To help our American readers celebrate the Thanksgiving holiday, we have harvested a bushel-full of news items that show an industry in such transition that it may soon become a leading cause of indigestion.
PE firms getting into the HF business: “…Private equity firms will need to become more like asset managers, offering buyouts as just part of their portfolio…large U.S. private equity firms, such as Blackstone, KKR and Apollo, have spread their wings into new fields like real estate, hedge funds and general asset management…”
HF firms getting into the PE business: “Hedge fund investors stuck in products with illiquid assets are increasingly seeing interest in their stakes from specialist private equity or other buyers as markets recover…”
HF firms getting into the banking business: “Hedge funds provided as much as 40 percent of the money raised this year by U.S. and European banks as they sought to offset losses and meet government capital requirements…”
Banks getting into the HF business: “…despite their moniker of ‘highly-leveraged institutions’, most hedge funds today operate with leverage less than a tenth that of the largest global banks…”
Traditional Managers getting into the HF business: “When Gartmore Group goes public next month, most of the proceeds will go toward paying down its debt. But the new capital will also be used to boost the firm’s hedge fund business.”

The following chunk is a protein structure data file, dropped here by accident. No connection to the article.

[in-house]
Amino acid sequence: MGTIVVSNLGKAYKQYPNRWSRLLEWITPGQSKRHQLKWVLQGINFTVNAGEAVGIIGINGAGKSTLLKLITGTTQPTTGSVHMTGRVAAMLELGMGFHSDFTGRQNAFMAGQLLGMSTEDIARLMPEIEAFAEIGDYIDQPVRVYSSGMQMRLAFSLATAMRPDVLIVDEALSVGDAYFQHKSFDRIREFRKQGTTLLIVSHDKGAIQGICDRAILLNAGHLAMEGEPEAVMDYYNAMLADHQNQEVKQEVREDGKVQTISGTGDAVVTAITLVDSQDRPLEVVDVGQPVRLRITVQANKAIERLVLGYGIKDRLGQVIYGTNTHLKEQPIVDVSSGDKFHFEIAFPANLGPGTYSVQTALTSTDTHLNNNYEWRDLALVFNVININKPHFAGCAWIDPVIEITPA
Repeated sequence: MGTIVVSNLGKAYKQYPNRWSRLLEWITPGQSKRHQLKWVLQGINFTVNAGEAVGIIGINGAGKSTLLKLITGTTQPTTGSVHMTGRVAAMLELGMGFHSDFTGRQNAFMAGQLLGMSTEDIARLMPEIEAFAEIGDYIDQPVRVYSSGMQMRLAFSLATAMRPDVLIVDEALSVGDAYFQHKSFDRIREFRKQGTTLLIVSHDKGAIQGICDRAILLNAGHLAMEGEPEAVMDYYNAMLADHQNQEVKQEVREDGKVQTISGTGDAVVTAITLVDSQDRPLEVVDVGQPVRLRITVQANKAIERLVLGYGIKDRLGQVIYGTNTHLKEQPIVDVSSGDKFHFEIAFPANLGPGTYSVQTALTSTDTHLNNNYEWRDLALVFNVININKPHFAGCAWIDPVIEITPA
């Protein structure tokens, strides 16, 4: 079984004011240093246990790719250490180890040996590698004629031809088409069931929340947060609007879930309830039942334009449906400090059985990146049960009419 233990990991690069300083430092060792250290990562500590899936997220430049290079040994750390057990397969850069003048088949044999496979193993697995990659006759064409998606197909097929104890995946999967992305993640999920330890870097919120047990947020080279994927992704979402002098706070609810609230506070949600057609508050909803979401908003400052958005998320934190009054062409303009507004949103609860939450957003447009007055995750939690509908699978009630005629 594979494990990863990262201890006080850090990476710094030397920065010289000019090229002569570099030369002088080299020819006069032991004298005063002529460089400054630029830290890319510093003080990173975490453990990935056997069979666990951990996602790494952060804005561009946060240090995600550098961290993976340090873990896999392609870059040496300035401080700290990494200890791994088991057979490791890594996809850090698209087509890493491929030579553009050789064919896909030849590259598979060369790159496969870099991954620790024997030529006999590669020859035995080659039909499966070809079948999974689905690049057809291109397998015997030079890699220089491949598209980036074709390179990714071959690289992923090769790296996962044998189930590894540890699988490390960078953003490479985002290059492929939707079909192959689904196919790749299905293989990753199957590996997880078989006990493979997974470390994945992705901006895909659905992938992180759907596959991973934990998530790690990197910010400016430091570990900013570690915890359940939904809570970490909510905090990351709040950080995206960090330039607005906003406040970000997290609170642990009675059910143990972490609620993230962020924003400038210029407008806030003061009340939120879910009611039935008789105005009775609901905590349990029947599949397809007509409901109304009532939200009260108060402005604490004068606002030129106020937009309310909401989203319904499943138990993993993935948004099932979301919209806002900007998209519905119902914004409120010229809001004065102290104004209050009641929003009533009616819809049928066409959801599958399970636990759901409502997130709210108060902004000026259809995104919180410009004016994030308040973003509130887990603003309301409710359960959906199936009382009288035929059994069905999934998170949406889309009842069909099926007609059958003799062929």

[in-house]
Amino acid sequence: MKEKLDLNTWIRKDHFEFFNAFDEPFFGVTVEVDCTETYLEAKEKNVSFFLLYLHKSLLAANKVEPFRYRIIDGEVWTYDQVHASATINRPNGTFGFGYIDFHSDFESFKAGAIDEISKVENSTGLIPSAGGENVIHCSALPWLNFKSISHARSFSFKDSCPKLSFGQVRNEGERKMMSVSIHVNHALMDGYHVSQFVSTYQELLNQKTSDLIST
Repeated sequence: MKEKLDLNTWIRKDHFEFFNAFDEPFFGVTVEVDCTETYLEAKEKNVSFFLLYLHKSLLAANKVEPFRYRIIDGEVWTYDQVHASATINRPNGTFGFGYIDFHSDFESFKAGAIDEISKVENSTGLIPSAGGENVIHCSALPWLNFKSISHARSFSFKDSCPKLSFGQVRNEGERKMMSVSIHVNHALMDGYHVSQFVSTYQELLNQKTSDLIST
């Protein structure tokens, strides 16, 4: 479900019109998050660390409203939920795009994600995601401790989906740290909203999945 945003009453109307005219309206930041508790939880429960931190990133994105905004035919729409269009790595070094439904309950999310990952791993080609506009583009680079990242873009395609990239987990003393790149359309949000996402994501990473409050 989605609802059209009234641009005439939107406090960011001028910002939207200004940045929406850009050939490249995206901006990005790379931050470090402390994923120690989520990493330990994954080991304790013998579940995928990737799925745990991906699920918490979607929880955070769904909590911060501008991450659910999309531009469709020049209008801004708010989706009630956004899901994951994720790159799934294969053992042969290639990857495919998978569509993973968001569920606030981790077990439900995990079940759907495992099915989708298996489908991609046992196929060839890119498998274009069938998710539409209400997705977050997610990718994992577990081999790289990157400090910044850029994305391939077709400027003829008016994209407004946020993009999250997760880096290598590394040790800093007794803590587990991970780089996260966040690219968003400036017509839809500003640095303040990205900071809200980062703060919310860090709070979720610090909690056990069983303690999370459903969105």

Meanwhile, investors dispensing with HF, PE and “traditional” labels: “Institutional investors are gearing up to integrate hedge funds into their equity and fixed-income portfolios, part of a growing trend toward allocating assets based on their sources of return — alpha and beta…”
Decoupling? Really?: “Emerging market decoupling accelerates in hedge fund industry…The HFRI Emerging Markets (Total) Index has gained 36.4 percent year-to-date through October, a sharp reversal from the record 37.2 percent loss suffered last year.”
Have they no shame? Gamblers gambling with their winnings: “The New York Lottery is proposing a gamble where the odds aren’t always in its favor — moving its $1.3 billion prize fund into investments such as stocks, corporate bonds, real estate and hedge funds and out of the safety of U.S. Treasuries.”
Who knew? Madoff’s fee model turns out to be a winner: “(A) pattern of higher-charging funds generating higher returns is repeated over three years. The one exception: funds without any annual management fees. They made 3.2% on average over the year to June, and 6.7% a year over three years – higher than anyone else.” (more coverage)
A perfectly Madoff-ian sales strategy…: “Anecdotal evidence supports the idea that investors are gaining fee advantages in return for giving into hedge fund demands in other areas…”
“Wide discrepancy” in HF quality or just a long left tail?: “The Hedgebay Global Hedge Fund Secondary Market Index showed the highest trade in October took place at net asset value (NAV) for the second time in three months. The lowest-priced trade was priced at just 40% of NAV…The average trade price was 86.73% of NAV…”
The financial equivalent of the old Saturday Night Live sketch,”The All-Drug Olympics“: Regulations on insider trading have gradually tightened over the years in the U.S. and many other countries, but some economists argue for a complete course reversal, making insider trading legal…”I think there are some libertarians who think we should allow it,” says Wharton finance professor Jeremy J. Siegel.
Hedge funds back to $1.75 trillion…: “Investment flows into hedge funds have turned net positive and the sector is heading toward having assets under management of around $1.75 trillion by year-end, according to Morgan Stanley.”
…then on to $2 trillion: “Hedge fund assets may top the previous $2 trillion high by the end of next year as double-digit average returns lure investors…”
– We’re back Friday, recovering from our tryptophan coma. Thanks for reading.